California Employment Law
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Hello and thank you for entrusting me to answer your question.California law is extremely protective of an employee's right to accrued vacation. The law treats accrued vacation as a "wage earned," and absent certain very limited circumstances, forfeitures and deductions of wages are illegal.Your employer's best argument would be that the excess sick days were paid to you by mistake and that you are not "forfeiting" vacation now, but simply paying back what was never yours to begin with.However, I don't see this argument as holding water. If your employer's aim was to compel you to return money mistakenly paid, they did not need to wait until the end of the year to do it and they did not need to do it by reducing your vacation--they could have asked you to sign off on a wage deduction at the time they discovered their "error."All of this is to say that the deduction of vacation you describe is most likely illegal. However, as there is some grey area, it is impossible to predict the result of a wage claim on this basis with certainty.To file a claim for unlawfully deducted vacation, an individual in your circumstance would submit the matter to the Department of Labor Standards Enforcement here: http://www.dir.ca.gov/dlse/howtofilewageclaim.htmPlease do not hesitate to let me know if you have any questions or concerns regarding the above and I will be more than happy to assist you further.If you do not require any further assistance, I would be most grateful if you would remember to provide my service a positive rating, as this is the only way I will receive credit for assisting you.Finally, please bear in mind that none of the above constitutes legal advice nor is any attorney client relationship created between us.Very best wishes and happy holidays to you.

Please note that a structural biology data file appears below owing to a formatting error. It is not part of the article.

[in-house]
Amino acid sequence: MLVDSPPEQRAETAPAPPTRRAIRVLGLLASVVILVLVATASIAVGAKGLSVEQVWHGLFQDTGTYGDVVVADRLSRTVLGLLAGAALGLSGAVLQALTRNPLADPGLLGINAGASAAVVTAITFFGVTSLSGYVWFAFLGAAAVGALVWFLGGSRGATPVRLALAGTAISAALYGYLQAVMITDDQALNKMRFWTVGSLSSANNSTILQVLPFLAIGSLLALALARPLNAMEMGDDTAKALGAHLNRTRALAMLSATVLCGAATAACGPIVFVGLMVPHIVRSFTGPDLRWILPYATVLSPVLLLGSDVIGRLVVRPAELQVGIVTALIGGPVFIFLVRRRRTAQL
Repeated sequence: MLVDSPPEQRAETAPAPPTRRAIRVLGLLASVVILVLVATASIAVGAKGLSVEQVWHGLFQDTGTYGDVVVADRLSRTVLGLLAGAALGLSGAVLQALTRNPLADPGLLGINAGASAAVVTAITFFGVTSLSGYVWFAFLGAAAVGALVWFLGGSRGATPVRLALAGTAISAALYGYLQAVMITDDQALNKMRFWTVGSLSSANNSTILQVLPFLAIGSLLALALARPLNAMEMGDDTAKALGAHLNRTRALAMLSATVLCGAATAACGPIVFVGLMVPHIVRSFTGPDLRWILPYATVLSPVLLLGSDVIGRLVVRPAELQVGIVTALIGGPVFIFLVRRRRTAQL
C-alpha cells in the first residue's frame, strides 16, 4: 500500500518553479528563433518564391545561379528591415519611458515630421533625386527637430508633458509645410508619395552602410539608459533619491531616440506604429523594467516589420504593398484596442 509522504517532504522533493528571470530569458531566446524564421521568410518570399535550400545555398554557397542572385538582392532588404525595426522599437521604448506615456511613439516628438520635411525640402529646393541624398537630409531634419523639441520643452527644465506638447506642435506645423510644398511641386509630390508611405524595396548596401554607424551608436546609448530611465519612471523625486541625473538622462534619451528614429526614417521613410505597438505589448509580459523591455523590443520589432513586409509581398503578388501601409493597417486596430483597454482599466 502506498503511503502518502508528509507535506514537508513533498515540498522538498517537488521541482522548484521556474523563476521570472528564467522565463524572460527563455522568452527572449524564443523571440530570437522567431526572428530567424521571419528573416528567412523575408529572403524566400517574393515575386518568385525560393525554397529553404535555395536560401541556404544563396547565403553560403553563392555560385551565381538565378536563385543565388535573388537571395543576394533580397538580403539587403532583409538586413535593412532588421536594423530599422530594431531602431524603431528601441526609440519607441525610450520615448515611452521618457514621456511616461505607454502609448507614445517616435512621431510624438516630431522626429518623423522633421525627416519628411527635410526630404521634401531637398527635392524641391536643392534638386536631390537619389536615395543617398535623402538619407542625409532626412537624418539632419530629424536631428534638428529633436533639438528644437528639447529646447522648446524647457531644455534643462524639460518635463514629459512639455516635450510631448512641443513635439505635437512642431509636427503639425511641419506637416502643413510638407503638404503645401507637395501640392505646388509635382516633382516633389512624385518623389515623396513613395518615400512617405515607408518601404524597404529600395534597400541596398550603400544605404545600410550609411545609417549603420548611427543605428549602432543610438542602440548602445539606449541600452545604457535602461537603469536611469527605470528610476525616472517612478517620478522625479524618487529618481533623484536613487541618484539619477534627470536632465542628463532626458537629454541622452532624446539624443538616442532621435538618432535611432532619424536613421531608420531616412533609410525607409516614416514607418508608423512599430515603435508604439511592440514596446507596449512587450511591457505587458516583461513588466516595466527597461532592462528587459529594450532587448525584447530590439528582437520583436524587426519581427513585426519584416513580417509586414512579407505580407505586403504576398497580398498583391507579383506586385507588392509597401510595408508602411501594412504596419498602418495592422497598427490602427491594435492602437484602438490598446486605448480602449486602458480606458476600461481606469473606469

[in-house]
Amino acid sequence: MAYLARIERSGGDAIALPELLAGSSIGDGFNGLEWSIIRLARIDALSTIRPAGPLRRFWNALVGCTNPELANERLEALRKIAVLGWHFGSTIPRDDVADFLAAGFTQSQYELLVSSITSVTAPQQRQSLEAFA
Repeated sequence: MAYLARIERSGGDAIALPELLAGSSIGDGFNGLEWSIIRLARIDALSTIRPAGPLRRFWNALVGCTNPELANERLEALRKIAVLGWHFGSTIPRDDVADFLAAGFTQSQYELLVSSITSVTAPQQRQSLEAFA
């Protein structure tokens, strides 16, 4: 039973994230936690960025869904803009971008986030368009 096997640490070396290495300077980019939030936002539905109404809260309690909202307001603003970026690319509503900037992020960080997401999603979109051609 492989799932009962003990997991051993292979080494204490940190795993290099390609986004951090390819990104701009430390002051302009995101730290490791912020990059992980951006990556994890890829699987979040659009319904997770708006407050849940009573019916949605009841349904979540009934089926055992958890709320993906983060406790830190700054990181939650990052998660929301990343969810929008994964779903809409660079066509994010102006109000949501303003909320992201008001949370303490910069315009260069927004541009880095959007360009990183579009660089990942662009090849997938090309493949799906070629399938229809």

Thanks this is very interesting.
My company waits until the end of the year and if anyone has a negative sick time balance they just automatically reduce the vacation to offset the balance. This is not stated in our Sick time policy.
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